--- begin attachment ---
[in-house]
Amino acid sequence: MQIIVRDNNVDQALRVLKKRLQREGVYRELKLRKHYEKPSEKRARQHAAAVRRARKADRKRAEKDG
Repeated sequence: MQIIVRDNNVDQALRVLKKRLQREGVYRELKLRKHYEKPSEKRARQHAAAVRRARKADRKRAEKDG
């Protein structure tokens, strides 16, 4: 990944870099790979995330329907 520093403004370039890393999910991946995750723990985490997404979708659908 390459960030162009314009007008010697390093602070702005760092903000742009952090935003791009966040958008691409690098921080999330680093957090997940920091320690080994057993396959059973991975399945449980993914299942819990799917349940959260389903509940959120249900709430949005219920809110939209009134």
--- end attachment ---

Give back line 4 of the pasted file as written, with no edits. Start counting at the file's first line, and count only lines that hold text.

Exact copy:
């Protein structure tokens, strides 16, 4: 990944870099790979995330329907 520093403004370039890393999910991946995750723990985490997404979708659908 390459960030162009314009007008010697390093602070702005760092903000742009952090935003791009966040958008691409690098921080999330680093957090997940920091320690080994057993396959059973991975399945449980993914299942819990799917349940959260389903509940959120249900709430949005219920809110939209009134």